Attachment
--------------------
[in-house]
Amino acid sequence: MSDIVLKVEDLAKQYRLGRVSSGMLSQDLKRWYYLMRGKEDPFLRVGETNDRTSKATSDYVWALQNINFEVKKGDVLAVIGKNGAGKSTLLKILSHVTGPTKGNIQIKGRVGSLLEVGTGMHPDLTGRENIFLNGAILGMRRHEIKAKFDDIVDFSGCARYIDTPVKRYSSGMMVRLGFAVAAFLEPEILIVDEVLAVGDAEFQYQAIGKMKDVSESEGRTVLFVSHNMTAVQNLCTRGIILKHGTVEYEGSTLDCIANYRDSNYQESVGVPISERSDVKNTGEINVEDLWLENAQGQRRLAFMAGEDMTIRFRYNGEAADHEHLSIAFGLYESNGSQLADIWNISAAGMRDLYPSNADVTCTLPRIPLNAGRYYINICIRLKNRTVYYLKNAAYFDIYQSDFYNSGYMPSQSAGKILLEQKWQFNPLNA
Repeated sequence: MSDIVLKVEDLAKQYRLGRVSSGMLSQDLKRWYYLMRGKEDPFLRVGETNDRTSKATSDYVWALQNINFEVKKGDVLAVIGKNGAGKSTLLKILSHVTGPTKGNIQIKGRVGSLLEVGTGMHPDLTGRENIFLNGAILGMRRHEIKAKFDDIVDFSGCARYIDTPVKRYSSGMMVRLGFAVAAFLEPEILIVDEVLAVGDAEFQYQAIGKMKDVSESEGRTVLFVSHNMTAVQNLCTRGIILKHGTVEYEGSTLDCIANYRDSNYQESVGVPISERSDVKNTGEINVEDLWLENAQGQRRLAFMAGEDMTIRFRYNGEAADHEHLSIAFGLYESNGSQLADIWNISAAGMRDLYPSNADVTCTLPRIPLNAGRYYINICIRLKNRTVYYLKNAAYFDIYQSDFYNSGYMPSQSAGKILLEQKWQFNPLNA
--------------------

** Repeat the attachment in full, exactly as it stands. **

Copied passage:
[in-house]
Amino acid sequence: MSDIVLKVEDLAKQYRLGRVSSGMLSQDLKRWYYLMRGKEDPFLRVGETNDRTSKATSDYVWALQNINFEVKKGDVLAVIGKNGAGKSTLLKILSHVTGPTKGNIQIKGRVGSLLEVGTGMHPDLTGRENIFLNGAILGMRRHEIKAKFDDIVDFSGCARYIDTPVKRYSSGMMVRLGFAVAAFLEPEILIVDEVLAVGDAEFQYQAIGKMKDVSESEGRTVLFVSHNMTAVQNLCTRGIILKHGTVEYEGSTLDCIANYRDSNYQESVGVPISERSDVKNTGEINVEDLWLENAQGQRRLAFMAGEDMTIRFRYNGEAADHEHLSIAFGLYESNGSQLADIWNISAAGMRDLYPSNADVTCTLPRIPLNAGRYYINICIRLKNRTVYYLKNAAYFDIYQSDFYNSGYMPSQSAGKILLEQKWQFNPLNA
Repeated sequence: MSDIVLKVEDLAKQYRLGRVSSGMLSQDLKRWYYLMRGKEDPFLRVGETNDRTSKATSDYVWALQNINFEVKKGDVLAVIGKNGAGKSTLLKILSHVTGPTKGNIQIKGRVGSLLEVGTGMHPDLTGRENIFLNGAILGMRRHEIKAKFDDIVDFSGCARYIDTPVKRYSSGMMVRLGFAVAAFLEPEILIVDEVLAVGDAEFQYQAIGKMKDVSESEGRTVLFVSHNMTAVQNLCTRGIILKHGTVEYEGSTLDCIANYRDSNYQESVGVPISERSDVKNTGEINVEDLWLENAQGQRRLAFMAGEDMTIRFRYNGEAADHEHLSIAFGLYESNGSQLADIWNISAAGMRDLYPSNADVTCTLPRIPLNAGRYYINICIRLKNRTVYYLKNAAYFDIYQSDFYNSGYMPSQSAGKILLEQKWQFNPLNA